For many families, a pet is considered another member of the family. Pet owners have a special bond with their pet as they invest time, energy, and love into caring for them. In return, they receive ongoing companionship and love. It is common to question which spouse will get custody of the pet after a divorce – especially if both spouses have a close bond with the animal. In many ways, a pet custody case can get as contentious as a child custody case. Today, we go over pet custody how the and courts determine who gets the pet in a divorce.
Pets Are Considered Marital Property
Although and your spouse may view your pet as a member of the family, Florida’s divorce laws do not. Florida courts treat pets as marital property, not family members. As such, it is important to understand how the law may impact your divorce proceedings.
You might be wondering if it is possible to divide time with your pet, as you would with time sharing as a parent. However, as pets are considered marital property, they must be owned by one party. Pets are then subject to equitable distribution like assets and other property.
How Does Florida Law Decide Who Keeps the Pet?
Your pet is considered personal property, which means pet custody, timesharing, and visitation are not concepts open for discussion. While this may be a difficult idea to accept as a pet owner, it is the law. This means your pet’s future will be determined as part of the equitable distribution of assets component of your divorce. The court will determine if the pet is a marital or non-marital asset, look to see who takes care of the pet, and decide if having a pet is a good idea for the parent with physical custody of the children. If the pet is dangerous it would not be in the best interests of the child to allow it to live with them.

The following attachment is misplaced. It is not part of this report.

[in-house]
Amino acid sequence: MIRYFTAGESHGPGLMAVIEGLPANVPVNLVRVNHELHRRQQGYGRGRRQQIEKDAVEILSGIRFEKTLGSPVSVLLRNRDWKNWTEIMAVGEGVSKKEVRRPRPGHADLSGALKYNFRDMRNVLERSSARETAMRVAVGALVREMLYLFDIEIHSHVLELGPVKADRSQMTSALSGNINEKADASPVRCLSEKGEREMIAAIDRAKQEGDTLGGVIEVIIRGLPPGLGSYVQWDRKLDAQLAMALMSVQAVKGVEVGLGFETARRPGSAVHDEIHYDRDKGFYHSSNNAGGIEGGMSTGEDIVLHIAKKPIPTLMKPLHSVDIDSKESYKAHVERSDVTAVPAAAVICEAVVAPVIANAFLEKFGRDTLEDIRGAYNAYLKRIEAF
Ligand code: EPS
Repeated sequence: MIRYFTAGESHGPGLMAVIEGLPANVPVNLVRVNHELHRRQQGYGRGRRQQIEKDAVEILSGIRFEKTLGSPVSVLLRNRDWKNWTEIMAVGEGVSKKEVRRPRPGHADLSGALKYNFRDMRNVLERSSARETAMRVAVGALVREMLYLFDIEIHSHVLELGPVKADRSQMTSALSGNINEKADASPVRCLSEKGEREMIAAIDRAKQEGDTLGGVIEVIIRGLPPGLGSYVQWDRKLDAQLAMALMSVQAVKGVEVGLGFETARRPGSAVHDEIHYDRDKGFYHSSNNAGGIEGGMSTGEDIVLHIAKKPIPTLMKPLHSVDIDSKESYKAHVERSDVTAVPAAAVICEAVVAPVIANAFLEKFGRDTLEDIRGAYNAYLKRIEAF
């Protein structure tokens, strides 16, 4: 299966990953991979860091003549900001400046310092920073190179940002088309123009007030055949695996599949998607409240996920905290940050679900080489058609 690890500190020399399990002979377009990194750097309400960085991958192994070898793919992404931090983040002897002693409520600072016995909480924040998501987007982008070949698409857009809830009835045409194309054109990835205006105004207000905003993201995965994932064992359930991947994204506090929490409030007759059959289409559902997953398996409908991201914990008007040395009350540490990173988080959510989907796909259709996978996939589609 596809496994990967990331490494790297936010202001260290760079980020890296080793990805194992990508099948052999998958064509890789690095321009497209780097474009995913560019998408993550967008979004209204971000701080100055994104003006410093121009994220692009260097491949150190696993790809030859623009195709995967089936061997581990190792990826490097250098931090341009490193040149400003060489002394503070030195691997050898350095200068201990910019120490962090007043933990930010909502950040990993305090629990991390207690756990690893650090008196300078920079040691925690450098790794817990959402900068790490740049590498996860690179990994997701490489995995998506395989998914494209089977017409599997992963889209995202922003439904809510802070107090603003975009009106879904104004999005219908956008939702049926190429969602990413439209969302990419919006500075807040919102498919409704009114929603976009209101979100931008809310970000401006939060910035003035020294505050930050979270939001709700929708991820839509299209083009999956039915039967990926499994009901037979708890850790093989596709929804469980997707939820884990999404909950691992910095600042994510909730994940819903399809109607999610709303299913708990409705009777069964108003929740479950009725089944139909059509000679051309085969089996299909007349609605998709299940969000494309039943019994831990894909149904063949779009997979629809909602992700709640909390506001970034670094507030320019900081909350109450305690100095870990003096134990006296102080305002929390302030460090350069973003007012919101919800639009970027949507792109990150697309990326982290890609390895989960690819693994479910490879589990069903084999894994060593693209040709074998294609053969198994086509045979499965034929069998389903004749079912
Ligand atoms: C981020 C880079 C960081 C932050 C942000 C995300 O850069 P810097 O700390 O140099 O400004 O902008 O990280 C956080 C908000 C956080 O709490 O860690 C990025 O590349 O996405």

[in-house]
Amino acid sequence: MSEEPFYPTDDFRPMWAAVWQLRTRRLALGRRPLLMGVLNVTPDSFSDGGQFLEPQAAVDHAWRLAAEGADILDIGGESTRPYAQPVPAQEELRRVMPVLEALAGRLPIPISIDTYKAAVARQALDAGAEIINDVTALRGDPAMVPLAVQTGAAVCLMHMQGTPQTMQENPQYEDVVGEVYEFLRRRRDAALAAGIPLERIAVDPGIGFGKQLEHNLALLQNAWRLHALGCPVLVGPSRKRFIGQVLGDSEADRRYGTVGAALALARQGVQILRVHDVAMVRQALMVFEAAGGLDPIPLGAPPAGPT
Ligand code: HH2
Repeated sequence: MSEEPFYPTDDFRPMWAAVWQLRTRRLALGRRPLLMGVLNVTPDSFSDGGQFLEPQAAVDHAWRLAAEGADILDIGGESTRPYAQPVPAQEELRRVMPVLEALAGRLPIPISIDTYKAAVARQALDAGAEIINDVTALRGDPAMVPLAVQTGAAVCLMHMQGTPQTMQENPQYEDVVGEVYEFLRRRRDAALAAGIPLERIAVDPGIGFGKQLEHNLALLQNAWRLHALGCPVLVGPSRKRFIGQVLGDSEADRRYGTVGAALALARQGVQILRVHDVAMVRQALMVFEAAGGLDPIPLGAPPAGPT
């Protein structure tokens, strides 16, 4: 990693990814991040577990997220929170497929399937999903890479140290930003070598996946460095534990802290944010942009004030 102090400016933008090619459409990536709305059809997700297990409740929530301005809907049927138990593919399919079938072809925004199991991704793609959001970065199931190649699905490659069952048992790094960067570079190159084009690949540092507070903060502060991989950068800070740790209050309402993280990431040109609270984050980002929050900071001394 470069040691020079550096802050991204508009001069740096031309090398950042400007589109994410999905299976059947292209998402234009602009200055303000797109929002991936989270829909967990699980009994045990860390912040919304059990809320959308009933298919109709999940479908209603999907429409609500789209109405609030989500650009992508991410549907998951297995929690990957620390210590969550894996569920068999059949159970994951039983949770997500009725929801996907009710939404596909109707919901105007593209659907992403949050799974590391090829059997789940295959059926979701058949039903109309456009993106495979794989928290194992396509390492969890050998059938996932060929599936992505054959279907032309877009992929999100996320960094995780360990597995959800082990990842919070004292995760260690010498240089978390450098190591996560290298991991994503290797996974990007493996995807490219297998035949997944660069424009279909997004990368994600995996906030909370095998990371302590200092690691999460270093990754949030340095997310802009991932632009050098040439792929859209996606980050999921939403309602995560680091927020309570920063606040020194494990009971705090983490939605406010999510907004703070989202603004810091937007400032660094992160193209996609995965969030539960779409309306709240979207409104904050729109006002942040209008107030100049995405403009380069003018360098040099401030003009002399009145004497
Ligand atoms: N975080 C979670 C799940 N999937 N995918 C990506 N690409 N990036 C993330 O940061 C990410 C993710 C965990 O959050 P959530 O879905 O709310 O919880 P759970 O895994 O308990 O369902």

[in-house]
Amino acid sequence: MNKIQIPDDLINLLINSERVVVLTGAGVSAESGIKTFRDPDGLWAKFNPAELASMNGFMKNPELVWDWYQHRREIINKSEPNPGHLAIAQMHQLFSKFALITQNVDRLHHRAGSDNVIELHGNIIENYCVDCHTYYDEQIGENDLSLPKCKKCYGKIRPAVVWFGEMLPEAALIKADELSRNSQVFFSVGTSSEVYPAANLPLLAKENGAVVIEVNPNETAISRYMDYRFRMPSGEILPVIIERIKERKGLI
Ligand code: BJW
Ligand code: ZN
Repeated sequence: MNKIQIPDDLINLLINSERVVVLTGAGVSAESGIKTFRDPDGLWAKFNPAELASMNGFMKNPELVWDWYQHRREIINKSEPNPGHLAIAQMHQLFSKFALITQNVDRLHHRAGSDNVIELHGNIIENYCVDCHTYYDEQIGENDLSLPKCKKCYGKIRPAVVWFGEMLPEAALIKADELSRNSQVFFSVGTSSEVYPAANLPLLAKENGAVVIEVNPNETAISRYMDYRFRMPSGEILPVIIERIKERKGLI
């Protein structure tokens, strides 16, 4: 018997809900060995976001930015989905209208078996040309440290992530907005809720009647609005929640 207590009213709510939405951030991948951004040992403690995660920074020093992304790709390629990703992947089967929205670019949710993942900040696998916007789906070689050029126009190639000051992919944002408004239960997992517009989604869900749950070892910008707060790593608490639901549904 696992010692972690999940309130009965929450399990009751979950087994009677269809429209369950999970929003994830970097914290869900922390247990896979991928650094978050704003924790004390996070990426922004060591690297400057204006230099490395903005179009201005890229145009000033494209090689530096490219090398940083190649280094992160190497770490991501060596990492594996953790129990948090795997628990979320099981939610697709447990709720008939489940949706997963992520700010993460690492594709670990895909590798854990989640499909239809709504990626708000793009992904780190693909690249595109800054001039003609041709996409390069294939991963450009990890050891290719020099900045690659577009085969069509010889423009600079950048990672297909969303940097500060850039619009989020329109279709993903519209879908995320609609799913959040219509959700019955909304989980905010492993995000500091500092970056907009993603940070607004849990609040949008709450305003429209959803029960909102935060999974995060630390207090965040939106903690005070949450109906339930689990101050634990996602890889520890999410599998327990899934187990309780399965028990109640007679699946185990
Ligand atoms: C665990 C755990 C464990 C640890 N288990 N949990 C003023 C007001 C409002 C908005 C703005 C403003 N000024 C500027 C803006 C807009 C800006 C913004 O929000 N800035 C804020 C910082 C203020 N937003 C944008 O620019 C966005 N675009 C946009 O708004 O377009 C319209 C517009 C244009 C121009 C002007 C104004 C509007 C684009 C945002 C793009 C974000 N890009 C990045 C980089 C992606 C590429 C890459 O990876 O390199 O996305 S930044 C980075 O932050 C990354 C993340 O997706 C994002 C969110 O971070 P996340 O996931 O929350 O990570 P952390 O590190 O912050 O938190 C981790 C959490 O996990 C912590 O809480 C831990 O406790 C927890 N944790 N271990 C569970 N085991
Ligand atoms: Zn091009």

If you find yourself having a hard time grasping this idea, it might be beneficial to seek out mediation or another form of alternative dispute resolution to avoid court and come to an amicable agreement about your pet.
Pets Are Subject to Equitable Distribution
If the pet was acquired during the marriage, it is considered a marital asset. As such, it is subject to equitable distribution laws. As a pet cannot be divided like a typical asset and assigned a value, determining who gets to keep the pet can lead to disagreements. If the pet is a non-marital asset meaning it was acquired before the marriage, the pet will go to the spouse who originally purchased it.
What Does It Mean to Treat a Pet as Property?
Essentially, treating a pet as property eliminates the court’s need to entertain arguments regarding pet custody, the way it occurs in a child custody battle. Instead the court considers the pet to be property and will calculate it as a part of the equitable distribution of assets. If you and your spouse can come to an amicable agreement regarding your pet, this would be the most ideal situation. On the contrary, if you both cannot stand the idea of losing your pet, you will need to present an argument as to why you should keep the pet.
Can You Prevent a Pet from Being Treated as Property?
Instead of allowing the court to determine which spouse gets to keep the pet, you could negotiate a shared pet custody schedule. That way your pet will not be treated as property in court and both spouses can divide spending time with it. You can discuss pet custody in negotiations, mediation, and/or the collaborative divorce process.
For assistance on pet custody matters, contact our office online or via (407) 753-4111 to speak with an experienced attorney.